Business, Energy, Environment, Government, State Government, West Virginia Legislature

Bill to allow small counties to charge $1 fee for emergency services again moves through Senate

MORGANTOWN — The state Senate is making another go at enabling counties with lots of tourists and few residents to raise money for emergency services to accommodate all those visitors.

Bills to build housing to draw new workers to the state and to enable enhanced oil and gas recovery for horizontal wells also cleared Senate committees on Tuesday.

Senate Finance took up SB 167, which would allow any county to impose a $1 health and safety fee on a list of specified tourism and recreation activities to put toward the cost of “emergency readiness.”

Funds from the fee would go into a dedicated account, and 60% would have to fund fire and EMS services, while 40% could be used to pay for critical infrastructure projects. The fee couldn’t be imposed inside a city that has an amusement tax.

The bill allows counties to seek a waiver on the 60%, to apply all of the fee revenue to critical infrastructure for up to three years.

This bill is a new version of last year’s SB 429, which died in the House, and has the same lead sponsor, Sen. Randy Smith, R-Tucker.

There was no discussion of the reasoning behind the bill in Finance on Tuesday, but Smith explained it last year.

Small rural counties don’t have the tax base to support the demand on services required by the influx of tourists, he said, then. Everyone supports firefighters and EMS workers, but they also need financial support.

Sen. Rupie Phillips, R-Logan, was concerned on Tuesday that the bill didn’t include any accountability measures to ensure the counties are spending the money properly. The committee adopted his amendment to require counties that enact the fee to post a spending record on the auditor’s Open Checkbook page or to report back to the Legislature.

Further tweaking on that measure is expected when the bill returns to the floor. The bill was referred to Finance on second reading — the amendment stage — and will be on second reading when it returns.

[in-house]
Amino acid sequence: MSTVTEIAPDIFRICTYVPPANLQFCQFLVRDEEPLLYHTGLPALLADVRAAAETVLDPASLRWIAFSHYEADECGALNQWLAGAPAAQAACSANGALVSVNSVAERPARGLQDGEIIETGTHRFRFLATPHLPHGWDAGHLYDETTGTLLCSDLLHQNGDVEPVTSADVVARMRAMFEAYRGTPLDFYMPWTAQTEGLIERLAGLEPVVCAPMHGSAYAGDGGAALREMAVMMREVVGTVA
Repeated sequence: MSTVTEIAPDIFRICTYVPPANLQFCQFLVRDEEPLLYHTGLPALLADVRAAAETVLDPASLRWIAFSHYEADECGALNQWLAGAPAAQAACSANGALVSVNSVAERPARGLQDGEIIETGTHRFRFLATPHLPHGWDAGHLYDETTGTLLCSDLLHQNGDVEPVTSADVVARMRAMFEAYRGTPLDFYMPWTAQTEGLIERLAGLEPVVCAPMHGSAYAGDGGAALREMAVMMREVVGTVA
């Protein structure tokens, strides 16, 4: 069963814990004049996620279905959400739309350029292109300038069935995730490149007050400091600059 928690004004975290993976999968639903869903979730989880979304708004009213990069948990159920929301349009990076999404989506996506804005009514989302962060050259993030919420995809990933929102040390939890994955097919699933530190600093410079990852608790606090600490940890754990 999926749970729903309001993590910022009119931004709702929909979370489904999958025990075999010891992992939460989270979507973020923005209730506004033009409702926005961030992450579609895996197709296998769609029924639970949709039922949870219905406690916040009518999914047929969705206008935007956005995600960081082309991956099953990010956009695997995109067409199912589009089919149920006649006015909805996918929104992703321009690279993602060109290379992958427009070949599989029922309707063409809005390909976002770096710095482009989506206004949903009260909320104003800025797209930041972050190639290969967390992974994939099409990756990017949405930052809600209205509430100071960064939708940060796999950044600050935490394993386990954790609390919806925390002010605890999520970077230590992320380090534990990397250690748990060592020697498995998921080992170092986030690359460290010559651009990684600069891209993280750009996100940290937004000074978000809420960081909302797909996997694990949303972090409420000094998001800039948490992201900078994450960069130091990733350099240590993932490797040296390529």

Finance also approved SB 188, the Mountain Homes Act, aimed at recruiting new workers to the state.

The bill creates the Mountain Homes Fund to provide guaranteed construction loans for residential housing projects. The project must consist of at least six residential units with a combined appraised value of $800,000. The guarantee must not exceed $400,000, and total annual guarantees may not exceed $10 million. The Legislature may appropriate funds if it chooses.

The act would take effect Jan. 1, 2025, and run to Jan. 1, 2035. The bill came to Finance from Economic Development, with changes to the introduced version each time. It goes now to the full Senate.

Senate Energy took up and approved HB 5268 in less than five minutes, without discussion.

It permits enhanced recovery of oil and gas in horizontal wells via injection of any gas or fluid, including carbon dioxide. Committee counsel said state code already allows this for vertical wells and the bill just extends it to horizontals.

Enhanced recovery uses the gas or fluids to stimulate the flow of otherwise untapped oil and gas.

The bill passed the House unanimously on Feb. 12 and goes now to the full Senate. It saw no amendments in Senate Energy and would go to the governor if passed without amendment on the Senate floor.


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